The Z Notation: A Reference Manual
by J. M. Spivey
Publisher: Prentice Hall 1992
Number of pages: 168
The standard Z notation for specifying and designing software has evolved over the best part of a decade. This an informal but rigorous reference manual is written with the everyday needs of readers and writers of Z specifications in mind.
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by J. Girard, Y. Lafont, P. Taylor - Cambridge University Press
This little book comes from a short graduate course on typed lambda-calculus given at the Universite Paris. It is not intended to be encyclopedic and the selection of topics was really quite haphazard. Some very basic knowledge of logic is needed.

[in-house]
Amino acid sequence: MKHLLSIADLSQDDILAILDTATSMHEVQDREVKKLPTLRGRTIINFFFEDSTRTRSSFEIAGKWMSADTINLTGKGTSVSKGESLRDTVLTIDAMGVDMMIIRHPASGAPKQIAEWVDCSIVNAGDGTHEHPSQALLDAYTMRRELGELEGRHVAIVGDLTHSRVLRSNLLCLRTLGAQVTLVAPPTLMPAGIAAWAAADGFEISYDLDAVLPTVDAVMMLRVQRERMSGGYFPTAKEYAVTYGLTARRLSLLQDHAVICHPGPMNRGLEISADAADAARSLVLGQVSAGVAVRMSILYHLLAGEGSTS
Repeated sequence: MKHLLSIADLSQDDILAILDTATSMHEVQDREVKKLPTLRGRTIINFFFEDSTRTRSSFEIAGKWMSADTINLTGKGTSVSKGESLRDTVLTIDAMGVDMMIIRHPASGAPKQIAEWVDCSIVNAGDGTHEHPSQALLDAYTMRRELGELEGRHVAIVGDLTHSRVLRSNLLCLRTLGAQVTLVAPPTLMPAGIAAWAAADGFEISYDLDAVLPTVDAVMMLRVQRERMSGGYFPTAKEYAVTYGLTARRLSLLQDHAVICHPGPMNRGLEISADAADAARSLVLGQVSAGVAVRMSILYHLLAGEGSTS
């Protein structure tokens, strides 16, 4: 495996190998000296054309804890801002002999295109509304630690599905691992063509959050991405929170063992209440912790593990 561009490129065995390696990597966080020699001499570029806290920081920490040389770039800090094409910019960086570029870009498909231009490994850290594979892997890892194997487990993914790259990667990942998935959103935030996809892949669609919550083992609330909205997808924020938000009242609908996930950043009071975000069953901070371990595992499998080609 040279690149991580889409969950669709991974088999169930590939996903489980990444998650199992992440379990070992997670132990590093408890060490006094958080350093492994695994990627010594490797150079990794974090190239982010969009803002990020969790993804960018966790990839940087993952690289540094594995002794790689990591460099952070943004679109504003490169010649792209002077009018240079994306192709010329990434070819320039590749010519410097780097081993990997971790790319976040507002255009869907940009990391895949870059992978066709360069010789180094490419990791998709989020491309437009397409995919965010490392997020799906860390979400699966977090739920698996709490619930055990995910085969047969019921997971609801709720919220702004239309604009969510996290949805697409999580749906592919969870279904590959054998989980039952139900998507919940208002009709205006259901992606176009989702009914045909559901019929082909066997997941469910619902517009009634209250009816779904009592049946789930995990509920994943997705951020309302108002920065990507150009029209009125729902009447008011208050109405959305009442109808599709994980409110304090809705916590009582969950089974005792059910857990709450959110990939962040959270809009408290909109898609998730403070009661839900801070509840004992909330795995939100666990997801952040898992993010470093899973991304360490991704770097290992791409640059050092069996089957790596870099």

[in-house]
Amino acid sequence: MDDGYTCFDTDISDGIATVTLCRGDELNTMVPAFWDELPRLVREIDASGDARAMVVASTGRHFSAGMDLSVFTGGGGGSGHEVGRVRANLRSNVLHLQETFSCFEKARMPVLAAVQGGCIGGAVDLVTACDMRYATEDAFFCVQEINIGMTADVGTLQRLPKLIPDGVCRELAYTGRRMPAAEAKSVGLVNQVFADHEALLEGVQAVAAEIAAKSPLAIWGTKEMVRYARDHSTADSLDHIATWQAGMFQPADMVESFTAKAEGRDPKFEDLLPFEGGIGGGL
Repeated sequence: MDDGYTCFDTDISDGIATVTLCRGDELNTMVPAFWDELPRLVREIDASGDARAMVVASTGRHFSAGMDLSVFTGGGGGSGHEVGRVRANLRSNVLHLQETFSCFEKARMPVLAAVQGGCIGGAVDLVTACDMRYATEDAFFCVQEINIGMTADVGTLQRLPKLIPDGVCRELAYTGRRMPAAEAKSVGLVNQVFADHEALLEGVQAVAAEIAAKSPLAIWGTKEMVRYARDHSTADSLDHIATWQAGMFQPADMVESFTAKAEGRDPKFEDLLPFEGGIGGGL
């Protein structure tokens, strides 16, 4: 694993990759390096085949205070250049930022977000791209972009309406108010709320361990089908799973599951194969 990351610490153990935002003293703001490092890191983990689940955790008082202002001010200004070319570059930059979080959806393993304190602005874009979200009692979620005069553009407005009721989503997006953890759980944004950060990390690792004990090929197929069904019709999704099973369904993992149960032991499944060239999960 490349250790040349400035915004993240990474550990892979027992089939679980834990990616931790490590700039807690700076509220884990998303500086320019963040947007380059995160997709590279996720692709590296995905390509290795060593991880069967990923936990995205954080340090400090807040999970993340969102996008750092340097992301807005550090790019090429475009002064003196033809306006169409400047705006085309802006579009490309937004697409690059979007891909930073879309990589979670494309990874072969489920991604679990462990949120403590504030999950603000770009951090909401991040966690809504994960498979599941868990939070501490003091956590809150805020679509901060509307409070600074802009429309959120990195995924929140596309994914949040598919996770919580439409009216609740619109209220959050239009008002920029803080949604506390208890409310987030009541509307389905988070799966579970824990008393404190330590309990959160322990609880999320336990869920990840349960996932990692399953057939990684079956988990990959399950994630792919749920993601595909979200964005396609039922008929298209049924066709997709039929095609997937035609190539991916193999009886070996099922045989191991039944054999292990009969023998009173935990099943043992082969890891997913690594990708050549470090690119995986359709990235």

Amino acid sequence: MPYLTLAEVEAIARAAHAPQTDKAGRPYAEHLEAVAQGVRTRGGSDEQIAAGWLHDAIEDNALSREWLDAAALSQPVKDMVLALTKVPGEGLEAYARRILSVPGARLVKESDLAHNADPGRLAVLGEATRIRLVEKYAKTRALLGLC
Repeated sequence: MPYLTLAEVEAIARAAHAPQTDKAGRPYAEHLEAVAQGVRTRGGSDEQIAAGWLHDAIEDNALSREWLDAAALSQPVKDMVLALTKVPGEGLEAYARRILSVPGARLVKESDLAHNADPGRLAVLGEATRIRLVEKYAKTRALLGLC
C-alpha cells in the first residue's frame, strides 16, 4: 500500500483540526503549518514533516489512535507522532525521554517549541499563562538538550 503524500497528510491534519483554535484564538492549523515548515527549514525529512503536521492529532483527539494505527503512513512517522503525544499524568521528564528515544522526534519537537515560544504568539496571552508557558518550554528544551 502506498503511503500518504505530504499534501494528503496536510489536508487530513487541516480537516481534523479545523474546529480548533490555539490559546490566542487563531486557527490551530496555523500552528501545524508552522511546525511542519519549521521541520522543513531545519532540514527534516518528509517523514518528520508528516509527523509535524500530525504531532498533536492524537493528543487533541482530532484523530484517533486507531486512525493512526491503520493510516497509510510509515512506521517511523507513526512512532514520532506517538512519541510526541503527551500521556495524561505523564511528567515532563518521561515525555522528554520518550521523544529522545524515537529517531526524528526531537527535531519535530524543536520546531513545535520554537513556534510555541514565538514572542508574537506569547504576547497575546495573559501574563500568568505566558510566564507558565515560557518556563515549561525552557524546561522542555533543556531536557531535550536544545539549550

by Andrea Asperti, Giuseppe Longo - MIT Press
Here is an introduction to category theory for the working computer scientist. It is a self-contained introduction to general category theory and the mathematical structures that constitute the theoretical background.
by Kenneth Slonneger, Barry L. Kurtz - Addison Wesley Longman
The book presents the typically difficult subject of formal methods in an informal, easy-to-follow manner. Readers with a basic grounding in discreet mathematics will be able to understand the practical applications of these difficult concepts.
by Mira Balaban - Ben-Gurion University of the Negev
This course is about building computational processes. We need computational processes for computing functions. The means for performing computational processes are programs. The emphasis is on programming languages and their properties.